The character of Reverend Billy was developed in the mid-1990s by actor and playwright, William Talen. His chief collaborator was the Reverend Sidney Lanier, an Episcopalian minister in Hell’s Kitchen who, in a drive to increase church attendance, invited actors to perform scenes from plays by his cousin Tennessee Williams and Terrence McNally, leading to Lanier’s cofounding of the American Place Theater in 1963. Lanier described Talen as “more of a preacher with a gift for social prophecy than an actor.” The Reverend Billy character debuted on the sidewalks of Times Square in 1998, outside the Disney Store, where he proclaimed Mickey Mouse to be the anti-Christ and duct-taped him to a cross. Reverend Billy’s sermons decried the evils of consumerism and the racism of sweatshop labor, and what Talen saw as the loss of neighborhood spirit in Rudy Giuliani’s New York. The character isn’t so much a parody of a preacher, as a preacher motif used to blur the lines between performance and religious experience. “It’s definitely a church service,” Talen explained, adding that it’s “a political rally, it’s theater, it’s all three, it’s none of them.”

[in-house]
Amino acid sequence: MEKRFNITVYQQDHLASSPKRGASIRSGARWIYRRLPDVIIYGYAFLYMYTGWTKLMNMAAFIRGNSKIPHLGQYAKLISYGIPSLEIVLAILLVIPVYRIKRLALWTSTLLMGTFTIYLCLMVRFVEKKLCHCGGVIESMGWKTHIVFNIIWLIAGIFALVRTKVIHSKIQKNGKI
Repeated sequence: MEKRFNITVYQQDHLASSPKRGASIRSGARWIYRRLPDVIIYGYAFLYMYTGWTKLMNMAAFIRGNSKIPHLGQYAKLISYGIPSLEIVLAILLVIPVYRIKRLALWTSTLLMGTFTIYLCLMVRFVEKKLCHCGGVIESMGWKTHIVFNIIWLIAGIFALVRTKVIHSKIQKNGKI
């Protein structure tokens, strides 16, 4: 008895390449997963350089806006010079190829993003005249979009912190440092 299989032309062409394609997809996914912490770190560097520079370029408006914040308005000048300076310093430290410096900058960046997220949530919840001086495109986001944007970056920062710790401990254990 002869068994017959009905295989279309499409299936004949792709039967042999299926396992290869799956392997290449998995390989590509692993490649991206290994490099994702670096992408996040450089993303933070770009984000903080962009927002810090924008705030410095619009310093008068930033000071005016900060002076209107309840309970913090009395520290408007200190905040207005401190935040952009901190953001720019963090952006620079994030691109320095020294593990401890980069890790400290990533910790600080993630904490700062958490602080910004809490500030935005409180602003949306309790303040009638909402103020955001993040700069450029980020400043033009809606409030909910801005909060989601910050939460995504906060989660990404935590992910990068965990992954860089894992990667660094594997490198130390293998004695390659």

Reverend Billy’s Choir is “a radical performance community” whose members come from many different creative and activist backgrounds. “We have evolved a very particular sound and performance experience from the synthesis of our lived experience. We are grounded in the work of Justice and in service to the Earth. We love to Sing together.” Reverend Billy and the Church of Stop Shopping have been described by academics as “performance activism,” “carnivalesque protest,” and “artivists”.